Free Press: A Month of Gesture Politics

Mon, 02 Mar, 2020

A month of gesture politics

We’ve long argued New Zealand has a marketing-led Government. Jacinda Ardern is one of the best political marketers in the world, and the worst deliverer in the world. The last few weeks have provided more proof of this than New Zealand can afford.

Whipping oil and gas

Oil and gas is one of this Government’s whipping boys. It provides an essential service, but Labour and the Greens are morally opposed its existence. So, the Government has said ‘if you’re one of 700,000 New Zealanders with a default KiwiSaver provider, you’re not allowed to invest your money in this legal and essential product.’

Big daddy

This isn’t just a paternalistic, it will be counterproductive for the environment and the economy. Default KiwiSaver providers invest $1 billion in oil and gas. That represents about 0.001 percent of the global oil and gas industry. The industry will find replacement investors more easily than KiwiSavers will find replacement investments. Of course, people with default KiwiSaver providers are the kind of people a Labour government is supposed to help.

Mathematics 101

Also last week, the Government promised to pass a new law that will bring down petrol prices. Commerce Minister Kris Faafoi says the Government could bring down petrol prices by 32 cents a litre. But petrol companies’ profit margins are on average only 25 cents. Does he believe petrol companies will work for free? Election year populism: 1. Arithmetic: 0.

Economics 101

The Government says it will bring prices down by making them more transparent through “terminal gate pricing”. That’s where wholesale suppliers must set and publish a price at which they’ll sell fuel to wholesale customers on a spot basis. Normally, it is illegal to share your prices like this. It is called collusion. Economists say this policy will reduce competition.

Economics 201

Treasury also says price terminal gate pricing will lead to higher delivery costs. This goes to the fundamental problem with the Government’s approach. Delivering an essential service reliably up to five million people spread over 1500 kilometres of mountainous country is a tough business. Having a bureaucracy telling businesses how to do it might increase competition, but it will almost certainly introduce complications and increase costs at the same time.

Landlords up next

The Government’s new Residential Tenancies Amendment Bill will restrict landlords’ ability to remove bad tenants and add a new layer of bureaucracy and red tape. The anecdotal evidence is that landlords are threatening to leave the market, increase rents, focus only on the high end of the market, and weed out bad tenants before the legislation becomes effective and it becomes impossible to remove them.

You guessed it

They’ve accidentally hurt the tenants. Even the Government’s own officials at the Ministry of Housing and Urban Development say the law will reduce the number of rentals available and increase rents, demand for state housing, and homelessness. As with countless other policies, the Government has shown that it is out of touch with how the real world works.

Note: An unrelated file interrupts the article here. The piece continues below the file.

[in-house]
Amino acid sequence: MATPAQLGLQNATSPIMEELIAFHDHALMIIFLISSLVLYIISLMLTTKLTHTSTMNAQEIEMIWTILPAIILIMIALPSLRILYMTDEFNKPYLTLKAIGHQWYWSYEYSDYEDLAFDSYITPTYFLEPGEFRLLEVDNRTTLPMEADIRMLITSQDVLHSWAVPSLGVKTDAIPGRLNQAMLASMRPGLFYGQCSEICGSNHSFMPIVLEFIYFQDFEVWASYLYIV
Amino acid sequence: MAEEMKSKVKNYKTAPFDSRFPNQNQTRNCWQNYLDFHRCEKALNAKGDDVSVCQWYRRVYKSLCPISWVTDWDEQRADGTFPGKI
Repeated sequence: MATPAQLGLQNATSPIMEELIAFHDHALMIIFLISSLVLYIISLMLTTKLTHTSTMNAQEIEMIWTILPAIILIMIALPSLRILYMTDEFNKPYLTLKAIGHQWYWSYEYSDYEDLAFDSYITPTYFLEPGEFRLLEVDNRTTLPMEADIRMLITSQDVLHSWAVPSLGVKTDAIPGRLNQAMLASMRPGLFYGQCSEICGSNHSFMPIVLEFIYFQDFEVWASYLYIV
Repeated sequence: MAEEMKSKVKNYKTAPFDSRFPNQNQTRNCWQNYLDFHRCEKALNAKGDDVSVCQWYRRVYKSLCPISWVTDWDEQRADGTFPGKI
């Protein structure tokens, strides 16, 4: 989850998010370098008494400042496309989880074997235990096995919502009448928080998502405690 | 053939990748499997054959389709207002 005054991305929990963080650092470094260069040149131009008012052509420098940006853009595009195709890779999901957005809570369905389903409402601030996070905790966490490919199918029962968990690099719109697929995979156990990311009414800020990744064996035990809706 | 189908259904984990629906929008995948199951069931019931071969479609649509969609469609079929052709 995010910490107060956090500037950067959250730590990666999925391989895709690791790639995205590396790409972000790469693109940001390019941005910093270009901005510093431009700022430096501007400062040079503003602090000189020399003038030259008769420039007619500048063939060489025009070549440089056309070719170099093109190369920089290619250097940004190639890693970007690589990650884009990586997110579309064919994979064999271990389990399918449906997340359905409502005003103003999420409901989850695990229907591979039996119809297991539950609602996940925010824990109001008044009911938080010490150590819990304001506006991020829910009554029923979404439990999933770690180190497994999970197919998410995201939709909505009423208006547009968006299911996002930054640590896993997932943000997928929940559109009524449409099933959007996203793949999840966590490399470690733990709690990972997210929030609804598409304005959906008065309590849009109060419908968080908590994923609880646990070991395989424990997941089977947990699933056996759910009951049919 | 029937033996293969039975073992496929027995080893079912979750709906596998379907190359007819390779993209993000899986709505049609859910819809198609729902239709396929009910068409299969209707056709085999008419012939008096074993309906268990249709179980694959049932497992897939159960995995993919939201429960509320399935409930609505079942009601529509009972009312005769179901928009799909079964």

Coming for vapers

Low-quality law-making from this Government also extends into public health. The Associate Minister, Jenny Salesa, has been under pressure to react to stories of children vaping. Fourteen months on and she’s produced legislation that undermines the health of adult smokers, fails to protect children and unjustifiably limits freedom of expression.

You guessed it again

The policy will lead to more smoking. Salesa’s own officials at the Ministry of Health told her that, by banning vaping ads and flavours, the proposed law creates a risk that “we fail to achieve the potential of vaping and other reduced-harm products to contribute towards Smokefree 2025.” (Read: Fewer incentives and less information about vaping means fewer smokers will switch from tobacco.)

But what about the kids?

The bill also inexplicably fails to take steps to stop kids vaping. This could be achieved by requiring ID when purchasing from a New Zealand vaping website, or when couriers drop off vaping products. To top it off, the Government’s own Attorney-General, David Parker, has told Parliament that the blanket ban on vaping advertising is inconsistent with the Bill of Rights Act and an unjustifiable restriction on freedom of expression.

Those crazy kids

Young ACT has released their drug policy to legalise all drugs. We suspect they are looking for any way possible to escape life under this oppressive coalition government. We also see why Young ACT is the fastest growing youth wing. The others are all so earnest, campaigning for a cup of tea and a lie down. Needless to say, ACT hasn’t taken up their suggestion just yet.

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